In February 1993, Peter Watkins’s mother walked from Zandvoort beach into the North Sea to her death. The Unforgetting is the artist’s long-term exploration of trauma, loss, and shared familial memory, all woven into a series of works that have been created over a number of years, and now for the first time come together in the form of a book. At its core, the project explores the tragic loss of his mother to suicide following an intense period of mental instability and institutionalization. The personal charge with which these images are made remains disguised, however, encouraging a dialogue between the universal and the highly personal – a photograph of cans of Super-8 with hold the images they contain; ceremonial glasses appear transparent and emptied of liquid; and the reoccurring motif of suspension and weightlessness comes to counteract the anchored and definitive quality of the still life works. These object assemblages have a totemic and monumental appearance. Isolated from a greater whole, their reimagining through the representational capacity of photography moves them into the realm of the associative, the artefact, and positions them as fragments of evidence. Wood is present throughout and points to the Germanic, the folkloric, of growth and of time itself, both passing and splitting. These works are universal in their stoic unwillingness to disclose their deeply personal roots; but woven beneath their surfaces are the stories and narratives that come to constitute the biography of the departed. This series finds its core, therefore, in the interplay between presences and absences – the absence of the mother, and the traces of her life explored in states of The Unforgetting.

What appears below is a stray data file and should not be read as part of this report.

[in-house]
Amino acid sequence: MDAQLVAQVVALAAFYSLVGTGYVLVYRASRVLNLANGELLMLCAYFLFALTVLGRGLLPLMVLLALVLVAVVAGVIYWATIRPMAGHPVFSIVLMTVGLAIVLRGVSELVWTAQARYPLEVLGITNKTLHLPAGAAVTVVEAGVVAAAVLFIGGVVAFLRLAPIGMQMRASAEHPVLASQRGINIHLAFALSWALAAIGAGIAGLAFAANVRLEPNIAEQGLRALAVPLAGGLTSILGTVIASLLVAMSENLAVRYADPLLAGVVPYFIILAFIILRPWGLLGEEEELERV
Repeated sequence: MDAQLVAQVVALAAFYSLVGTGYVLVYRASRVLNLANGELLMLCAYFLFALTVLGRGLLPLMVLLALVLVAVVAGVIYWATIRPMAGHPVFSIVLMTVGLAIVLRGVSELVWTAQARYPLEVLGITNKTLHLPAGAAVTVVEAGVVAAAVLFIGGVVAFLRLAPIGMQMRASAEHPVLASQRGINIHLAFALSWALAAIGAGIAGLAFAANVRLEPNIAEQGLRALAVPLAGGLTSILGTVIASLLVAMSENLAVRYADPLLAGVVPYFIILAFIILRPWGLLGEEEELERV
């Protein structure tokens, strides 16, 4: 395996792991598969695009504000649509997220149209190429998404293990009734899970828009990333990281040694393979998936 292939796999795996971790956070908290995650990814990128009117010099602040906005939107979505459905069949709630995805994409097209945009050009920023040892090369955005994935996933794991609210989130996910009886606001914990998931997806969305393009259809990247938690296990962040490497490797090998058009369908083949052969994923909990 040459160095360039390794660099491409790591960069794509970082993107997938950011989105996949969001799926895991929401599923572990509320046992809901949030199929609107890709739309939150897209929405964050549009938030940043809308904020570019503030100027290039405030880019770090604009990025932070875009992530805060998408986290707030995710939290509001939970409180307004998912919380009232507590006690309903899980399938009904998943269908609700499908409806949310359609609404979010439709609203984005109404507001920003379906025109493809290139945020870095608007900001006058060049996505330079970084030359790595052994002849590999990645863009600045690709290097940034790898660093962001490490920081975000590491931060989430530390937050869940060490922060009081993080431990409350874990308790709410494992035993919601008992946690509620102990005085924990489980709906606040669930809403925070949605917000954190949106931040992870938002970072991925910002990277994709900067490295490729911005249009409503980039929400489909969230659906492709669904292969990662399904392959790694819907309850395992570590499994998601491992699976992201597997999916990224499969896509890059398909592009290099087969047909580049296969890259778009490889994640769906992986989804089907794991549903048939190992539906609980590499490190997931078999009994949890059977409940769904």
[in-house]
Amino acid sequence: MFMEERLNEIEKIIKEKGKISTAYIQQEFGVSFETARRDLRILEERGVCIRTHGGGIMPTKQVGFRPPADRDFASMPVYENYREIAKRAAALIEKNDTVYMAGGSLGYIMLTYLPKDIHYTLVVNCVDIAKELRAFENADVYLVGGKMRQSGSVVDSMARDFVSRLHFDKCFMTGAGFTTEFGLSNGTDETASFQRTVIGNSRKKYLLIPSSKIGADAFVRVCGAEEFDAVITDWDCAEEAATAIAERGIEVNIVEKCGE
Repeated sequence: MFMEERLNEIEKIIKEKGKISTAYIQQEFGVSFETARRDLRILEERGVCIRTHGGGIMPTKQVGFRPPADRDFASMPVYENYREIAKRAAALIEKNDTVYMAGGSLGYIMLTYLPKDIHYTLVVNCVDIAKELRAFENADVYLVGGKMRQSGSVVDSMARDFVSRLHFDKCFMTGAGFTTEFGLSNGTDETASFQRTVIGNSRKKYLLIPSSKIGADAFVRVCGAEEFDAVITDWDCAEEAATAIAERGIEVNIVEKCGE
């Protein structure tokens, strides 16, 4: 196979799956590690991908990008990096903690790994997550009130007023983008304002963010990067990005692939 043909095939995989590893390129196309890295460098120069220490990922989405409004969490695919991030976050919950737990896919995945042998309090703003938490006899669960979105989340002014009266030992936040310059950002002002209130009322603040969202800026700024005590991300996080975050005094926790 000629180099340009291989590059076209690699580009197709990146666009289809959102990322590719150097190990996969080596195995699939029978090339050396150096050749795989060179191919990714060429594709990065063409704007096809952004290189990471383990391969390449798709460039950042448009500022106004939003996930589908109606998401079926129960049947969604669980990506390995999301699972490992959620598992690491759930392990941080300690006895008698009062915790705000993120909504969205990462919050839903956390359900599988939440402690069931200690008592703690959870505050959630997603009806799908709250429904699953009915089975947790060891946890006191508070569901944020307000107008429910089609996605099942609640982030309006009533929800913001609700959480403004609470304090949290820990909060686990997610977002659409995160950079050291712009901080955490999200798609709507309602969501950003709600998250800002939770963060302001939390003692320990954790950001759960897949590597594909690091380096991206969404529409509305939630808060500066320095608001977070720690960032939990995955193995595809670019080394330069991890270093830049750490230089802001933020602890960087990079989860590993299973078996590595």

Claudia Bigongiari : The Unforgetting is a long-term project (2010-2017) that explores the trauma of the loss of your mother (17 years before) and that extends this personal event to a universal dimension of absence. When did you decide to work on it and has the process of making up the project been something therapeutic and helpful for you?